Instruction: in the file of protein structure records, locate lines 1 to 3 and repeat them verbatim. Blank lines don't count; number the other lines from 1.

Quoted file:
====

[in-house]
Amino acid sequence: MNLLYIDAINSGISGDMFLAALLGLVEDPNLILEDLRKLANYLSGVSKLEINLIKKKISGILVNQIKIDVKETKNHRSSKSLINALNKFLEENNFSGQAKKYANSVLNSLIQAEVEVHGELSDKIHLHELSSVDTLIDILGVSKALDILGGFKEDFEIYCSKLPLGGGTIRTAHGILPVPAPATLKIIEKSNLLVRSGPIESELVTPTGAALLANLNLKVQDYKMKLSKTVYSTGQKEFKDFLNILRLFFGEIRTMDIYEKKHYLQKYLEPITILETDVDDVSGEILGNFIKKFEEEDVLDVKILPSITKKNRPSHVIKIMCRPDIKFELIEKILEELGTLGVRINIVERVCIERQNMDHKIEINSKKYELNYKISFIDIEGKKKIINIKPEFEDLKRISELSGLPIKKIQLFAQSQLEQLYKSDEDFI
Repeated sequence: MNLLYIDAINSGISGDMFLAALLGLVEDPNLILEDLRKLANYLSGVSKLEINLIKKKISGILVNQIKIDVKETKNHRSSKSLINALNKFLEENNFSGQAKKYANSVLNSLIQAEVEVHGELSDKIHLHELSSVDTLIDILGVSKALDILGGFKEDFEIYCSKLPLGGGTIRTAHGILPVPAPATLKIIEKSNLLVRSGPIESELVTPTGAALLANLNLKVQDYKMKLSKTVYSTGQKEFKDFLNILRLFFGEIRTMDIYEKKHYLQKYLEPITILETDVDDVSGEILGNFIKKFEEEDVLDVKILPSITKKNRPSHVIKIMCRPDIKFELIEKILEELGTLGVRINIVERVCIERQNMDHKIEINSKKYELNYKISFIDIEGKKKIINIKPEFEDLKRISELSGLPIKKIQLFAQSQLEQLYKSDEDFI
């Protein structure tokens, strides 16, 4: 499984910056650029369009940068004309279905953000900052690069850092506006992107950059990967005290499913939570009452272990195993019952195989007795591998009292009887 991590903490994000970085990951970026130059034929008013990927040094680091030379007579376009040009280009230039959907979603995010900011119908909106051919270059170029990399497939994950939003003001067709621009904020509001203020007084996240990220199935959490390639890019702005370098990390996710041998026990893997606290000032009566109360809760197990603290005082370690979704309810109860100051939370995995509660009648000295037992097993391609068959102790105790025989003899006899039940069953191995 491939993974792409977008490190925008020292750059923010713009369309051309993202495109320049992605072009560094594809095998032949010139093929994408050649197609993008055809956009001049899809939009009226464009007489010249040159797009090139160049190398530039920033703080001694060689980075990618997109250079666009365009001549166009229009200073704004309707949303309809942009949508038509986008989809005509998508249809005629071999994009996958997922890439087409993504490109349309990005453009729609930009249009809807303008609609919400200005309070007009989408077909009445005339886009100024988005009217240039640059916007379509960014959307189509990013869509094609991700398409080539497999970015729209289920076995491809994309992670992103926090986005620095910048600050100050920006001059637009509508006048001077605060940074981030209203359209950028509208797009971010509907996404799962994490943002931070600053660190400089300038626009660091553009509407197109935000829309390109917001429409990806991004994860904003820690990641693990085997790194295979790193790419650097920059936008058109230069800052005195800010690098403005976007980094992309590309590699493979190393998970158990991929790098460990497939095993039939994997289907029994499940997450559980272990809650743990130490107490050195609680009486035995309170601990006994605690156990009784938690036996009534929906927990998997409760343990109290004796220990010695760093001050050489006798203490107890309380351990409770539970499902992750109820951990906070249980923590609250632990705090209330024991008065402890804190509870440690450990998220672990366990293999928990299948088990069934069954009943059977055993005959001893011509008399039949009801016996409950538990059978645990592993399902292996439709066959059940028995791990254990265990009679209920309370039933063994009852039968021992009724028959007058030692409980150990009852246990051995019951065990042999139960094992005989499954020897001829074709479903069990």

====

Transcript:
[in-house]
Amino acid sequence: MNLLYIDAINSGISGDMFLAALLGLVEDPNLILEDLRKLANYLSGVSKLEINLIKKKISGILVNQIKIDVKETKNHRSSKSLINALNKFLEENNFSGQAKKYANSVLNSLIQAEVEVHGELSDKIHLHELSSVDTLIDILGVSKALDILGGFKEDFEIYCSKLPLGGGTIRTAHGILPVPAPATLKIIEKSNLLVRSGPIESELVTPTGAALLANLNLKVQDYKMKLSKTVYSTGQKEFKDFLNILRLFFGEIRTMDIYEKKHYLQKYLEPITILETDVDDVSGEILGNFIKKFEEEDVLDVKILPSITKKNRPSHVIKIMCRPDIKFELIEKILEELGTLGVRINIVERVCIERQNMDHKIEINSKKYELNYKISFIDIEGKKKIINIKPEFEDLKRISELSGLPIKKIQLFAQSQLEQLYKSDEDFI
Repeated sequence: MNLLYIDAINSGISGDMFLAALLGLVEDPNLILEDLRKLANYLSGVSKLEINLIKKKISGILVNQIKIDVKETKNHRSSKSLINALNKFLEENNFSGQAKKYANSVLNSLIQAEVEVHGELSDKIHLHELSSVDTLIDILGVSKALDILGGFKEDFEIYCSKLPLGGGTIRTAHGILPVPAPATLKIIEKSNLLVRSGPIESELVTPTGAALLANLNLKVQDYKMKLSKTVYSTGQKEFKDFLNILRLFFGEIRTMDIYEKKHYLQKYLEPITILETDVDDVSGEILGNFIKKFEEEDVLDVKILPSITKKNRPSHVIKIMCRPDIKFELIEKILEELGTLGVRINIVERVCIERQNMDHKIEINSKKYELNYKISFIDIEGKKKIINIKPEFEDLKRISELSGLPIKKIQLFAQSQLEQLYKSDEDFI